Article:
What you really need to do is just skim through the crochet instructions first. Usually the first things mentioned are the materials. This is where they tell you how much of which yarn you need. Patterns are tested only with the yarns listed.
Also in the materials section is a list of any other things you might need to finish your project. These things might be a needle, zipper, buttons, etc. In crochet instructions the materials list will also include the size of hook needed to complete your project to the tested dimensions. This still depends on how you crochet - whether your work is firmer or looser than the gauge they suggest.
YES - the gauge! The gauge or tension in crochet instructions is the number of stitches and rows you should work to give a certain size result. Usually a 4x4 inch square is size they give. You can work a smaller tension square or swatch, but if you're not a very even crocheter then you may not end up with the right measurements. Your best bet is to not take any shortcuts! Do the size they recommend.
"Oh No!", you say - do I HAVE to?? YOU MUST DO A TENSION SWATCH if you're going to follow the crochet instructions and you want your project to turn out the correct size. I know - it's a pain - you just want to get started. That was me when I first started - "But I don't want to!" I'd say to my Mom. She'd always tell me I should work a swatch, but I rarely did. I was lucky - things usually turned out well.
So - work a tension swatch to find your gauge. If you work the same number of stitches and rows but your swatch ends up bigger, then you need a smaller hook or finer yarn. If your swatch is smaller - you need a larger hook or thicker yarn. Also - especially if you're a
, following the crochet instructions for the swatch helps you to learn the right stitch. If you get your mistakes out of the way on the swatch - you can just sail through the main project - no problem! Have confidence - you CAN do it!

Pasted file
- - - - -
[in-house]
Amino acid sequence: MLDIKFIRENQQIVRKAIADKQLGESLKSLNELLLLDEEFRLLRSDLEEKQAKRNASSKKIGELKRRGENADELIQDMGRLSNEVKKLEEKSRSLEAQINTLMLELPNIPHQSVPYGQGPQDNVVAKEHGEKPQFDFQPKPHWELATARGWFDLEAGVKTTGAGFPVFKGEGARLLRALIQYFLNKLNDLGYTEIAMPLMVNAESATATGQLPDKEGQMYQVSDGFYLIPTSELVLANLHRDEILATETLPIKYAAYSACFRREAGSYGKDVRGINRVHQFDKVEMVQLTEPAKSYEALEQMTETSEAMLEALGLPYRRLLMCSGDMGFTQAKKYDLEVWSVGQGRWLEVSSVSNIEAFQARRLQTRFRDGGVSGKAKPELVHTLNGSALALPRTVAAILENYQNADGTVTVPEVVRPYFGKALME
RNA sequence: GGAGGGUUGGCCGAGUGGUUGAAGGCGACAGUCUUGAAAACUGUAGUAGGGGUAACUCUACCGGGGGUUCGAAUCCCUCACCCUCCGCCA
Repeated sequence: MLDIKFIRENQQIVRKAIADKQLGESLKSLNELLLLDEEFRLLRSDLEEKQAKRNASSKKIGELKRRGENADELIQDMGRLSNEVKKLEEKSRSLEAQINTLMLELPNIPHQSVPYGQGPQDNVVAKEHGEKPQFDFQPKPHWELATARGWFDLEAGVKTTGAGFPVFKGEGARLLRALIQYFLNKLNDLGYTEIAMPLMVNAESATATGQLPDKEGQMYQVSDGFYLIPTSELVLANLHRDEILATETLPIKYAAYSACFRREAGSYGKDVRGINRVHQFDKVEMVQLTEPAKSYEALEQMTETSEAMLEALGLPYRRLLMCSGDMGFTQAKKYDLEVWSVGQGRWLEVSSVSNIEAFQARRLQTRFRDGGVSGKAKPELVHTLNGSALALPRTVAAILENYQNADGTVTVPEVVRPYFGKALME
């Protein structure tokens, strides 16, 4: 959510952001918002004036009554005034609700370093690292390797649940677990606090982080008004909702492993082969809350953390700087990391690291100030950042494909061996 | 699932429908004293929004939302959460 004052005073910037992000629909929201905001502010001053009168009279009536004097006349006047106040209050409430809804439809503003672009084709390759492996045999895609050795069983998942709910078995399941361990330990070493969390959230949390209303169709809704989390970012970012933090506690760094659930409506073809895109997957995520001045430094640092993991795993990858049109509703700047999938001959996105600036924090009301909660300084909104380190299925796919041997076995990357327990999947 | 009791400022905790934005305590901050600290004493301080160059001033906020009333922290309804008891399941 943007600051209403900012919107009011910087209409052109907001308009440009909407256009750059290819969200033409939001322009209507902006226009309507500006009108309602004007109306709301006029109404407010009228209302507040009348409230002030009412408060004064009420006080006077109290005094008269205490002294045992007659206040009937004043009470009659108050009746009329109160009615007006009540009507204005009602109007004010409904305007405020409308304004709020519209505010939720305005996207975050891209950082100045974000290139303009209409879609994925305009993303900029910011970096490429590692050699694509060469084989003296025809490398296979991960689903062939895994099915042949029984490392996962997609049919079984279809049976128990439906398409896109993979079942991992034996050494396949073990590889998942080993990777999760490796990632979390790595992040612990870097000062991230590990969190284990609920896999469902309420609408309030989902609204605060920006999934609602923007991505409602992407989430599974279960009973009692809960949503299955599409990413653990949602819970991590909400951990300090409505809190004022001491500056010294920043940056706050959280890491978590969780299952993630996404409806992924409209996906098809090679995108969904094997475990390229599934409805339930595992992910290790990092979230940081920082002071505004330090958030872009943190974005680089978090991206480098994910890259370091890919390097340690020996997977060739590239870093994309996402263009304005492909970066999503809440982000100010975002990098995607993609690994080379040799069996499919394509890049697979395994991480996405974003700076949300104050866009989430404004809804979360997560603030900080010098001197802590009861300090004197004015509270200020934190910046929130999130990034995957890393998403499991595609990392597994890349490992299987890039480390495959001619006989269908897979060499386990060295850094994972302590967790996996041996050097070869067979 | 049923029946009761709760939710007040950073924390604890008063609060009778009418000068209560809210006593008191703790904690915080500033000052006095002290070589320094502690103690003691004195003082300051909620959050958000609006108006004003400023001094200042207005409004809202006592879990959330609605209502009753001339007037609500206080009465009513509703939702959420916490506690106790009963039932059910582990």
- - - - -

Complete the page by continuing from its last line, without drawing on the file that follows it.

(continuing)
Don't let abbreviations put you off. You can just keep glancing at the list and soon you will know them all. You will find as you go on that you refer to the abbreviations list less and less. They actually make the patterns easier to read once you speed up and get to know them - I promise! It's the age old way - you just need to practice.
One more thing - you may have chosen crochet instructions which give schematics or diagrams. These diagrams show you the shapes of the pieces you need to work. They will also give you measurements so you know the dimensions each piece should be. If you see multiple numbers through the pattern, they refer to the different sizes you can work. The first one will refer to the smallest size. The rest will normally be in parentheses (or brackets) and refer to the the larger sizes.
TIP --- Before you start, pencil circles around the size you want to follow, then you won't get mixed up as you work!
So - what are you waiting for? Let's get you set up with a pattern you can get your teeth into. Oops - your hook, I mean! Yes - check back here for patterns which I'll share with you soon. In the meantime, grab a ball of wool and practice, practice, practice!
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TIP --- To keep your yarn balls from jumping all over - drop them in a pop-up hamper (the mesh kind) and they can't get out! Prevents cats, kids and you from chasing them across the floor!